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Molecular Effect of Alcohol on the Osteogenic Potency of Dental Pulp Stem Cells

  • Author(s): Hoang, Michael Tuan
  • Advisor(s): Kim, Yong
  • et al.
Abstract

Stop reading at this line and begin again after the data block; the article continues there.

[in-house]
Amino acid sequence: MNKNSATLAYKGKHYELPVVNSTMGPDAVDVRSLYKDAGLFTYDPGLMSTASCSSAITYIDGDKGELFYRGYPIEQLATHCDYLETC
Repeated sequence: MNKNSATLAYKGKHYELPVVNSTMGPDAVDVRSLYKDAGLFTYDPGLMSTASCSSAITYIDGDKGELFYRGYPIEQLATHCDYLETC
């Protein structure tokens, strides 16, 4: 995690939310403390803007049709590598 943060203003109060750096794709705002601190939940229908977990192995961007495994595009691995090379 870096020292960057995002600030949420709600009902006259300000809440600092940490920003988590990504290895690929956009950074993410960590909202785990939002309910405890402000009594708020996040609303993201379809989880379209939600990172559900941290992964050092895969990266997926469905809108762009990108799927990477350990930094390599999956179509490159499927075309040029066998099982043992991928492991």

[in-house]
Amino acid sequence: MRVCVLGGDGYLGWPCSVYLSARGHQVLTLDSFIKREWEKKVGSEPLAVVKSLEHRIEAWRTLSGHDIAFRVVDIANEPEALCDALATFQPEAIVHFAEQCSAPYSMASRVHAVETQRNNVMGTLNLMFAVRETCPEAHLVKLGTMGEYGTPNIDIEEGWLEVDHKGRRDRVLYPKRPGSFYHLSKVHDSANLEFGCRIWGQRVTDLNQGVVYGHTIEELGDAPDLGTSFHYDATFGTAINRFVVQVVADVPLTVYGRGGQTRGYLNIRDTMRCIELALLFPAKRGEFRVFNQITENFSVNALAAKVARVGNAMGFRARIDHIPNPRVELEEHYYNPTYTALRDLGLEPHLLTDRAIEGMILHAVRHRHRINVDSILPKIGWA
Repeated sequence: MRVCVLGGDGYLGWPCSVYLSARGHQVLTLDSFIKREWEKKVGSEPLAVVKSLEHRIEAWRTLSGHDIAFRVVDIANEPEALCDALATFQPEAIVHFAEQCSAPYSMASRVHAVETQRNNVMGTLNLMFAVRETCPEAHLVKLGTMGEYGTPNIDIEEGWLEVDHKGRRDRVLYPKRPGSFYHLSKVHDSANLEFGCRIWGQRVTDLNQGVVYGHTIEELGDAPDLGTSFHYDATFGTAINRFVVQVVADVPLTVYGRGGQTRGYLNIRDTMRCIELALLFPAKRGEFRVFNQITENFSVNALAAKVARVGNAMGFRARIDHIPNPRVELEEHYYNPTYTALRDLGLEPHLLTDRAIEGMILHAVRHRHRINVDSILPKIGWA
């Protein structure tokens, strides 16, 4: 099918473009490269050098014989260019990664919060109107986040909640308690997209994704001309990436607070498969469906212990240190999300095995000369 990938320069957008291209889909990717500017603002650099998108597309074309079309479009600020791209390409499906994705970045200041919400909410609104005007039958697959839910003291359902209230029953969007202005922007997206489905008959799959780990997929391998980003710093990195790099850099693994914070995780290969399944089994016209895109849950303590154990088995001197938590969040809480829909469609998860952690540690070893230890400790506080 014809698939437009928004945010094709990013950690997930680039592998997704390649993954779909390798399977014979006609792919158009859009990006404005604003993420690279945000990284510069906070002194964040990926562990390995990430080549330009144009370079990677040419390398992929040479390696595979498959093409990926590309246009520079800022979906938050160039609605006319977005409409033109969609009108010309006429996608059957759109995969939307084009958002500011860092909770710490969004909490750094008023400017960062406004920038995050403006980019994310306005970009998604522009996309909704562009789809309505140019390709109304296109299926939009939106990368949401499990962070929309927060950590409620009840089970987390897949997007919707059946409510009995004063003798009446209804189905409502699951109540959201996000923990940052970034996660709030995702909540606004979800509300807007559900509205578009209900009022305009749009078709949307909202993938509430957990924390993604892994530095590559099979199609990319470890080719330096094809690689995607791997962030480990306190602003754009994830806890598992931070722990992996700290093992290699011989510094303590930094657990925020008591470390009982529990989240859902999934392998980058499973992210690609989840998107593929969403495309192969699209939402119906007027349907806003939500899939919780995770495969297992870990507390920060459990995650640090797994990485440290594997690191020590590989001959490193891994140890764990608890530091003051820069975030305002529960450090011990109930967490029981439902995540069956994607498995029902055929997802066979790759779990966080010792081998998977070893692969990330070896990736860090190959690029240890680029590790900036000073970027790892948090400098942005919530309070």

Epigenetic changes, such as alteration of DNA methylation patterns, have been proposed as a molecular mechanism underlying the effect of alcohol on the maintenance of adult stem cells. Epigenetic changes have been proposed as a molecular mechanism underlying the effect of alcohol on the osteogenic potency of adult stem cells. Through genome-wide gene expression microarray and DNA methylome analysis, we identified that lysine specific demethylase 6B (KDM6B), an epigenetic modifier known to be involved in the osteogenic and odontogenic potency in DPSCs, was significantly downregulated by EtOH. We hypothesize that EtOH downregulates the osteogenic potency of DPSCs through KDM6B and its upstream regulatory factors. In order to investigate the upstream and downstream effects of EtOH on the osteogenic potency of DPSCs through KDM6B, we performed a pathway-focused RT-PCR array, western blot, immunofluorescence, and ChIP analyses, and in-vivo experiments. EtOH treatment during osteogenic differentiation of DPSCs suppressed the induction of KDM6B with alterations in the expression of differentiation markers. Knockdown of KDM6B resulted in a marked decrease in mineralization from implanted DPSCs in vivo. Furthermore, an ectopic expression of KDM6B in EtOH-treated DPSCs restored the expression of differentiation-related genes. In addition, we investigated upstream regulators and identified a link between Orai1 and the SMAD1 pathway on KDM6B and osteogenic differentiation. We have identified that osteoinduction decreases Ca2+ influx with a concurrent upregulation in Orai1 and Stim1 expression levels, which are further increased in the presence of EtOH during osteogenic differentiation. We believe the changes observed in Orai1 are indicative of cellular compensation in the presence of osteogenic differentiation and EtOH in order to regulate KDM6B expression and ultimately osteogenic potency. Finally, we have observed that EtOH exposure decreases the osteogenic potential in na�ve DPSCs. Our study has demonstrated that EtOH-induced inhibition of KDM6B plays a role in the downregulation of osteogenic differentiation in DPSCs. This suggests a potential molecular mechanism for cellular insults of heavy alcohol consumption that can lead to decreased mineral deposition potentially associated with abnormalities in dental development and also osteopenia/osteoporosis, hallmark features of fetal alcohol spectrum disorders.

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